Dec 06, 7:00 PMNew People, 1746 Post St, San Francisco, CA 94115, USA
About The Event
Drew Bolton 2018, 76 Mins, USA
Danny is your average Brooklyn party boy. This year, he and his friends couldn't be more excited about the upcoming "Brooklyn Annual Enema Party"; one of Brooklyn's biggest party, the event is a place "where you come to get douched and dance". While the night starts out fun, it quickly takes a turn for the worst when Danny is attacked by a stranger. In the end, his fabulous drag queen and queer friends are able to save his life, but not without deadly consequences. A year later, Danny is still going throughout the aftermath of that horrible incident and refuses to go to this year's upcoming "Brooklyn Annual Enema Party", despite the pressure of his close friends Cholata, Collin and Gayson. His friends want Danny to face his fears and go back out into the world. Danny refuses, but when a new boy, PuppyPup, enters his life, Danny decides to give his social life and the Brooklyn nightlife scene a second chance. It isn't until his friends start to disappear and get killed in gruesome ways that Danny realizes that his life, and everyone else who helped him that night, are in danger. A man wearing a unicorn mask is killing off Brooklyn nightlife, one queen at a time, and he won't stop until he has his revenge. #HORROR #AHITH #SFINDIEFEST #KILLERUNICORN #FANTASY #DRAG #LGBT #NEWPEOPLE #SANFRANCISCO #BAYAREA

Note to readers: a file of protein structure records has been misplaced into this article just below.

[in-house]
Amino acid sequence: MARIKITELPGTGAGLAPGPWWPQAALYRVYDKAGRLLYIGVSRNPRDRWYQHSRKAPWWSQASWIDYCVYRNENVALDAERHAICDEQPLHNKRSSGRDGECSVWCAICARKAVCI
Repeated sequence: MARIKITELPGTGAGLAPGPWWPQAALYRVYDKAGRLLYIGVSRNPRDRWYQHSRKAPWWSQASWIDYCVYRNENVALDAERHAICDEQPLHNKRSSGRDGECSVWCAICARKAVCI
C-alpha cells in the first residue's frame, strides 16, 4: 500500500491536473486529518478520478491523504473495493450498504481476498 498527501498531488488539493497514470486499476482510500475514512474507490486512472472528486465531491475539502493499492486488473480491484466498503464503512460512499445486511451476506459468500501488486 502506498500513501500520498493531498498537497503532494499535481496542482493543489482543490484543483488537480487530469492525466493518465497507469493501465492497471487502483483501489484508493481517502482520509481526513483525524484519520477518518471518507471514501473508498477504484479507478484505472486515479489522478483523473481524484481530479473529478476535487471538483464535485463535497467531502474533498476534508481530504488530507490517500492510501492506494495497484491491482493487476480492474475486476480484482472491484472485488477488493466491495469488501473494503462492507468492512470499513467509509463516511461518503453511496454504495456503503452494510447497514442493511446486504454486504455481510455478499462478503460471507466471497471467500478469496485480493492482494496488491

—José D. Álvarez
What films and directors inspired Killer Unicorn?
I always say this film is as if John Waters topped John carpenter. I am a huge Halloween fan (even Season Of The Witch), so you will see some Michael Myer-isms in the movie, as well as references to it. You will also see a big John Waters influence in the way people die in the film, as well as the shock factor his movies usually have. When writing the movie, I was looking for inspiration in the Final Destination series (mainly the first 3), as I wanted people to die in creative ways and not just stab-and-go. So [I'm] building a universe in which people can die in somewhat complicated ways, but not overly mechanic (like the Saw series, for example) was important to me. And for sure Black Christmas and Texas Chainsaw Massacre, [but] the 1974 versions. Oh, and Nightmare On Elm Street 2 just because of how gay it is.